Teaching online with Future: tips and resources


Future, the most comprehensive adult English language program, incorporates digital tools and technologies that make online, blended, and distance learning easy.

With MyEnglishLab, digital books, and the ActiveTeach, you can easily build an online curriculum, for both synchronous and asynchronous delivery.

It all begins with the Pearson English Portal – a powerful platform that delivers Future digital resources to instructors and students, such as MyEnglishLab, new digital flip books, and the ActiveTeach. With these digital resources, you can transition your Future, course online and ensure your students have the resources they need to continue learning.

We have put together a roadmap that offers detailed suggestions on how to teach each lesson in Future in the online environment. 

You will find a few general suggestions below. To access and download the complete roadmap, click here.

General Tips for Teaching Online with Future

Online Class (Synchronous Learning)

1. Download the ActiveTeach into your computer or USB drive. Use the screensharing option using a conferencing platform such as Zoom or Google Meet to display the student book pages for all your students. The ActiveTeach offers tools to make the book pages come to life, such as zoom-in, highlight, post-it notes, as well as audio and video.

2. Students can use their printed books or the digital flip books to follow along.

3. For extra practice, they can also use their printed workbooks. You can display pages from the workbooks during your synchronous class (workbook pages are available in the Teacher Resources in the Pearson English Portal).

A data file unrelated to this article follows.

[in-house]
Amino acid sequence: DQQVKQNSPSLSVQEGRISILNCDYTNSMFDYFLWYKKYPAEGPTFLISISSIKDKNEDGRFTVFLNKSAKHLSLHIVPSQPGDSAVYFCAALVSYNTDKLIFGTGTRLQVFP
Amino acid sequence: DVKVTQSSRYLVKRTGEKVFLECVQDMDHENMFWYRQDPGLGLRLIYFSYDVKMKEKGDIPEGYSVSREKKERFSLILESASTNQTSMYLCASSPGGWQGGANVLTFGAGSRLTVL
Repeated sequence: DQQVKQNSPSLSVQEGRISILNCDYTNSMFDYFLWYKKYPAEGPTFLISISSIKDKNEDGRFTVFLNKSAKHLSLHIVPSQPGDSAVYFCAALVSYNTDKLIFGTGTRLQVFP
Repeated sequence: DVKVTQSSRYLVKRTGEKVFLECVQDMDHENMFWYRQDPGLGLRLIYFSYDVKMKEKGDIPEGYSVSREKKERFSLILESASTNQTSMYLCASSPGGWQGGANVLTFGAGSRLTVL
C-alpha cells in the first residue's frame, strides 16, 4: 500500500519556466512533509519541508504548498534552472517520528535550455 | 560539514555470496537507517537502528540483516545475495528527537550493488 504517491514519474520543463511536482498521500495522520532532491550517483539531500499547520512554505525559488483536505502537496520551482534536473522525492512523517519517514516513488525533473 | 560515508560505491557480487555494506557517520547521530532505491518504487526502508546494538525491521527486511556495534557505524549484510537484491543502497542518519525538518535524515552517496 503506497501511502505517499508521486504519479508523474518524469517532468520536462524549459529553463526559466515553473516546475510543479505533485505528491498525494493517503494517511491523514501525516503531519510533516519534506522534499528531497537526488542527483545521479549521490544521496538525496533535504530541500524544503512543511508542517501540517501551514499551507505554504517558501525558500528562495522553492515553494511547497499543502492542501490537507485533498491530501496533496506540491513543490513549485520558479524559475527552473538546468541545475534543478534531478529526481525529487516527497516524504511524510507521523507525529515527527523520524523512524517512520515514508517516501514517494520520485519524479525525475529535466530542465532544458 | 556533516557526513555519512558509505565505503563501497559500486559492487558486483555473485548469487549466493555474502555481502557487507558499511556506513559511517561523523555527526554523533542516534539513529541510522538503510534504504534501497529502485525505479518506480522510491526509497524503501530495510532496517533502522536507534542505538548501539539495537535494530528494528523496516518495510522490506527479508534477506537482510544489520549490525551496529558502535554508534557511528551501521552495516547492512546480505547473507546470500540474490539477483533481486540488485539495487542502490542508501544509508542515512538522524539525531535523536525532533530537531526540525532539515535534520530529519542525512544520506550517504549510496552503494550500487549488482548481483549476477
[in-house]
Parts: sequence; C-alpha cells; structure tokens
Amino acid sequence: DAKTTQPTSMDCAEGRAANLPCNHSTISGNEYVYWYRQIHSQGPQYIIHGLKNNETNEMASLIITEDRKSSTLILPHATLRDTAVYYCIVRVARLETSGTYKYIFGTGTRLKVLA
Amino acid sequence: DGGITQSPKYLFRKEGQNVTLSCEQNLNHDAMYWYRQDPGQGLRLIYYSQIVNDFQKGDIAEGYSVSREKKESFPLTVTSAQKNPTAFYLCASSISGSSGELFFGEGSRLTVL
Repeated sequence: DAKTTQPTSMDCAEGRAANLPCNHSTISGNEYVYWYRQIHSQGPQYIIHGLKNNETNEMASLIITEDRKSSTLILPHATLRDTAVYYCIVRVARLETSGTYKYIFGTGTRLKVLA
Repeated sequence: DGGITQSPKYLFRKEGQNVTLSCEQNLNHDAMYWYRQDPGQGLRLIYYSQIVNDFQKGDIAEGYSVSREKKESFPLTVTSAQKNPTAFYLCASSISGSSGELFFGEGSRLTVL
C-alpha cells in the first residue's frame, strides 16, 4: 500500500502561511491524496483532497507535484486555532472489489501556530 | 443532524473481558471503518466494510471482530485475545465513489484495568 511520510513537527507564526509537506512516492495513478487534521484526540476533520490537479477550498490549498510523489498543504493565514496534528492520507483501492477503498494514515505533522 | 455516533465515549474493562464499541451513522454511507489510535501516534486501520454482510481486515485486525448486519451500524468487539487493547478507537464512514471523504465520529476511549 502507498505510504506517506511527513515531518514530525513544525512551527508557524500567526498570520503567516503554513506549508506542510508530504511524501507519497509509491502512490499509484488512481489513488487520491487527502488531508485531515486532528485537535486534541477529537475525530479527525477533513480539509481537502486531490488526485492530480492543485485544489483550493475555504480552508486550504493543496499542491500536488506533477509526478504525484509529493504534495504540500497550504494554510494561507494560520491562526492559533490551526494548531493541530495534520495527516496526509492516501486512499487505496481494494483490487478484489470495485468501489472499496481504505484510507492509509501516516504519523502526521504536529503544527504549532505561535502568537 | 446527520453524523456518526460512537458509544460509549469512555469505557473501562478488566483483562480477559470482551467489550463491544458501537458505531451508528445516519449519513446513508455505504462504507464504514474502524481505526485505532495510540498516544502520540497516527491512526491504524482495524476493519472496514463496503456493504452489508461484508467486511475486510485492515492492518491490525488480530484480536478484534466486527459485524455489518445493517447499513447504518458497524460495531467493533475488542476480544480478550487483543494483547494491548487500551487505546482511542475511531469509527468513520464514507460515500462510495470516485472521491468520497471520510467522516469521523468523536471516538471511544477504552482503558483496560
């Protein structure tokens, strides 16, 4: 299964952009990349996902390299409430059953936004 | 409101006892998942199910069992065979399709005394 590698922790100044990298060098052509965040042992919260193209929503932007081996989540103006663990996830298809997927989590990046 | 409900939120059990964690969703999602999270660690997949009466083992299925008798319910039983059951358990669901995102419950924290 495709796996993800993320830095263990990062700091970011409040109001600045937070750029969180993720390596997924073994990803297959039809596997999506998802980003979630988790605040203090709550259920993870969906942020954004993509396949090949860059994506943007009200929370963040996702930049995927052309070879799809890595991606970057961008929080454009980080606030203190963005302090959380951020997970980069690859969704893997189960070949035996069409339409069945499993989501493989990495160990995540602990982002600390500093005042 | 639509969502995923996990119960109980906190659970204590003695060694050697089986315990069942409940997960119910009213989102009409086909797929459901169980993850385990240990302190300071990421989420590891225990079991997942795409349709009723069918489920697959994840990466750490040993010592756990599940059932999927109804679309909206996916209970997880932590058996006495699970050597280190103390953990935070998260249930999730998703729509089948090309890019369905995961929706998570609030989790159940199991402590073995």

4. For group discussions, use the breakout room option in Zoom to put students in groups. You can also create classes in Google Classroom where students collaborate on projects and engage in discussions.

5. For more engaging and collaborative practice, you can use additional resources available in Teacher’s Resources in the Pearson English Portal, such as Team Projects and Multilevel Communicative Activities. You can display the PDFs of these activities during your synchronous class in Zoom or Google Meet, or you can upload them into MyEnglishLab for students to access.

Independent Study (Asynchronous Learning)

1. Use MyEnglishLab to assign practice activities before and after your synchronous class. MyEnglishLab for Future includes activities for nearly every lesson in the student book, including writing and speaking.